It is amazing. The year after the crash, which was the 1958/59 season, he scored 21 goals and he set the record with 32 goals the year after. But he said the year immediately after the crash was his best all-round year – we have that on film in the documentary – even though he didn’t score the most goals. The following year, he set the goals record and they were seventh in the league. He was top scorer in Division One that year. I actually think the crash relaxed him more. Something so dramatic like that gives you perspective on life and I think he tried to enjoy himself on the pitch even more.

The likes of Ruud van Nistelrooy, Cristiano Ronaldo and Wayne Rooney – some of our greatest players – have all failed to break that record. That must make you proud?
It really does! What is more incredible is that he missed the last six games of the season though injury, so it could have been even higher. He said to my mum once that he just couldn’t do any wrong that season and everything he touched went in the back of the net. If he had played those last six games, maybe he would have scored 35 or 36 goals. Who knows?

Was it important for you to highlight his role in promoting football in the US?
It was, because he came over to America at a time when the game was in its infancy; it was just starting and he put everything he had into it. My dad saw the potential and that is one of the reasons why he stayed here. It was important for me to explore his role in the birth of professional soccer because now it is right up there with baseball, basketball and the top sports. He would be very proud of that. A lot of the youngsters in America were hungry to learn the game when my dad first came over and he relished that.

English football fans often point to David Beckham when discussing the growth of football in the US, but your dad was decades before him…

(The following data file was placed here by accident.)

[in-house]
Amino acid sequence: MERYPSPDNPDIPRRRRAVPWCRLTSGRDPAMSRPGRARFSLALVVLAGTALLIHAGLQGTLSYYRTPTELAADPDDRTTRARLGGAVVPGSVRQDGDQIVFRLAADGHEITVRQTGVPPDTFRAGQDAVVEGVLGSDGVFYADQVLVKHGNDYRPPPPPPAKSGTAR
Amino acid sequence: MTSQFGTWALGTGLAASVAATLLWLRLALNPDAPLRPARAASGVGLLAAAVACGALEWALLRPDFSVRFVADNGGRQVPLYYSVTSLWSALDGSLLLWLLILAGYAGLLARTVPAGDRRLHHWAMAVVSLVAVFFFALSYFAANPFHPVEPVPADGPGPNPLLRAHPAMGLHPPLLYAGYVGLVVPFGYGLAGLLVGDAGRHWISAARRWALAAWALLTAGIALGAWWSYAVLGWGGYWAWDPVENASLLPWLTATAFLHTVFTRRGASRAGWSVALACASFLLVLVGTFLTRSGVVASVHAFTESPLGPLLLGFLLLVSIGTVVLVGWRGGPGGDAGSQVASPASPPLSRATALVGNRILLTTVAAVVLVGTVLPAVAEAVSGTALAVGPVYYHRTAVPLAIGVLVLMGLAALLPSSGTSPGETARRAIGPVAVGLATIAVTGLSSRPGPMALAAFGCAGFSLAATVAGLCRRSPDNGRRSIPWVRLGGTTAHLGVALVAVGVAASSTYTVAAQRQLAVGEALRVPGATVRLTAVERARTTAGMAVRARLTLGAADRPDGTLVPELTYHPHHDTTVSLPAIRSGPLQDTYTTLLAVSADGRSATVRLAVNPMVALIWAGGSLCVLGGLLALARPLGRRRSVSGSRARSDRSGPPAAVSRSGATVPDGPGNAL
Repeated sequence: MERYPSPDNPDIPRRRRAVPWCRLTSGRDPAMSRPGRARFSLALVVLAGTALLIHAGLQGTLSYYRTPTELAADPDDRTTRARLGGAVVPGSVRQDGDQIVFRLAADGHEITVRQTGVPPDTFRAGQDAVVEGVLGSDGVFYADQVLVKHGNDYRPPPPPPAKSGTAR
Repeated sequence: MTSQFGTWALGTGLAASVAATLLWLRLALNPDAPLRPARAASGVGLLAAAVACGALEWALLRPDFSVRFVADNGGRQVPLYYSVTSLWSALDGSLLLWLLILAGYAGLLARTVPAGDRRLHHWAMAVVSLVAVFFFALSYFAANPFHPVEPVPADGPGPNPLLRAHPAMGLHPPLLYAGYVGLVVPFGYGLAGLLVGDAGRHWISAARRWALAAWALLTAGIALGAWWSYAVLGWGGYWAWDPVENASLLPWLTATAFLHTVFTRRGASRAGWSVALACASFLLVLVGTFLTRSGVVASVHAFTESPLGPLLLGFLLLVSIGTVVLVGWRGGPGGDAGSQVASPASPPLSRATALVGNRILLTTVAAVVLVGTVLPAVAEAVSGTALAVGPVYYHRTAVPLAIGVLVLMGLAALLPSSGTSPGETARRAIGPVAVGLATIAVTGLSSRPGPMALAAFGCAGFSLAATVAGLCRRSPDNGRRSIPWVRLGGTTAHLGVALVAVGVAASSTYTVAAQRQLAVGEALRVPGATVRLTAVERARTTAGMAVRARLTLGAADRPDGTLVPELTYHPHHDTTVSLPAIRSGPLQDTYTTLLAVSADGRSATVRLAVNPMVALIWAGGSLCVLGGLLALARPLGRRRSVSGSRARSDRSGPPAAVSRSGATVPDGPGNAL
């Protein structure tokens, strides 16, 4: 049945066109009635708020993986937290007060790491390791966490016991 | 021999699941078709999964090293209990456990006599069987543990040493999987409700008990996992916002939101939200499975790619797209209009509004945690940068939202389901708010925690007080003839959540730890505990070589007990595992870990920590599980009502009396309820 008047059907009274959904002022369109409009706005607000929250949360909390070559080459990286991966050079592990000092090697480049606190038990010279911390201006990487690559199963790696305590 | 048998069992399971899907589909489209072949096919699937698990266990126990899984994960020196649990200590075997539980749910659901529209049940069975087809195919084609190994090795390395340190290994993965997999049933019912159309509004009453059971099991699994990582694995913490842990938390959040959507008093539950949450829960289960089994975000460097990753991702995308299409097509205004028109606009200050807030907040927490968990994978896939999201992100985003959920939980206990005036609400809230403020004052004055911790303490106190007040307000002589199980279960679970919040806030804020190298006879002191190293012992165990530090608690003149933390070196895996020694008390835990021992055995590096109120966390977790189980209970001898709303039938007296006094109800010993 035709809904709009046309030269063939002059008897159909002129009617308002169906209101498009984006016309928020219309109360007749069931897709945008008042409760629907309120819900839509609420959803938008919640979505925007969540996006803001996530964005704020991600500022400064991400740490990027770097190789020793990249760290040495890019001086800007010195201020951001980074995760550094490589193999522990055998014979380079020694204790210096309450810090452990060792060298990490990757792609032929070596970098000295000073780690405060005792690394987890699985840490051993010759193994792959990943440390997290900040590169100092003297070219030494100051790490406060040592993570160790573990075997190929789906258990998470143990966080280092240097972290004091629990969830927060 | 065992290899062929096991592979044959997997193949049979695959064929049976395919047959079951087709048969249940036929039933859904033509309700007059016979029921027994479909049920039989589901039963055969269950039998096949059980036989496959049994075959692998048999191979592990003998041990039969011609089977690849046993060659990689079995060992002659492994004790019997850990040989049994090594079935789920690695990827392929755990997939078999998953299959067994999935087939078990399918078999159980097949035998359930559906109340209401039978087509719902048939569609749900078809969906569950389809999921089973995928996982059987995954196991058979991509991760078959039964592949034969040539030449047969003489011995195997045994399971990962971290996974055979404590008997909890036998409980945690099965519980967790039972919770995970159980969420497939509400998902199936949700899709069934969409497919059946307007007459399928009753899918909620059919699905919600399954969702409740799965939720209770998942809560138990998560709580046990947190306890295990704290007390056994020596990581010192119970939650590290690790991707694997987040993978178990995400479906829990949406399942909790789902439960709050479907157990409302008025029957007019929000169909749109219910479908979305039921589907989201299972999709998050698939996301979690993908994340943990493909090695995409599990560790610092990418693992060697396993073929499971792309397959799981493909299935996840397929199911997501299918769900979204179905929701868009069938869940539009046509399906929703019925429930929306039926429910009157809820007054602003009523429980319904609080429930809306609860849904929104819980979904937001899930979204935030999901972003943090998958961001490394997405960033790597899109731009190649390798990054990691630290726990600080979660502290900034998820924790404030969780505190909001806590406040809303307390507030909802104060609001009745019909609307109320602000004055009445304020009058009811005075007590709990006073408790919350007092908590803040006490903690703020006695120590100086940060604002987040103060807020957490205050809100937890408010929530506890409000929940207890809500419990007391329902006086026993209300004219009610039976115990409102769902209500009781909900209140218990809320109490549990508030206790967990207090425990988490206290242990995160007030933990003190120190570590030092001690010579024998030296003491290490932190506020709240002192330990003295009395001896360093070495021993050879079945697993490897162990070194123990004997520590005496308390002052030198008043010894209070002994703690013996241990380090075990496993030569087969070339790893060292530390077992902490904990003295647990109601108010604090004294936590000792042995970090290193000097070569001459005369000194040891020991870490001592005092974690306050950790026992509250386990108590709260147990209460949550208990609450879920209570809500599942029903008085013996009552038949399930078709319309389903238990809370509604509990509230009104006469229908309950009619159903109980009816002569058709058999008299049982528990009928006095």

He was! He was one of the first big stars to come over. People ask me about Beckham and I always say my dad was well before! The difference was he stayed over here and he chose a different life to a lot of the players from his era, who ultimately went back home a short while after. He really enjoyed the lifestyle here and I was a tennis player at the time, which had something to do with it. He did love to go back to Manchester, though, and he loved going to the Former Players' Association dinners to see all of the lads. He loved that.

You actually saw a lot more of his work in America than you did in Manchester...
That’s true. I wasn’t born until 1972 and I was a year old when we left Manchester to move to America. I went back every summer with my parents, but that was largely the influence to do the film. He affected a lot of people in the States; he gave a lot of himself and it wasn’t about the money or the fame, he just wanted to grow the game. I was so wrapped up in my own tennis career when I was a youngster but, as I got older, I wanted to see more of what he had done. It was interesting to interview all of the players who he played with at Manchester United, who he had played against and his friends to get an insight into his career and that was fun for me because I wasn’t around then. I got the feeling from them all that he was a real players’ player and that was important to me.

When can fans watch the documentary in the UK?
It will premiere at the Manchester International Film Festival on 3 March and we are opening the festival. After that, it will be available on DVD and on digital platforms. Keep checking the website for more updates on when it will be available worldwide.

Fore more information on Dennis Viollet: A United Man, visit www.dennisviolletdocumentary.com.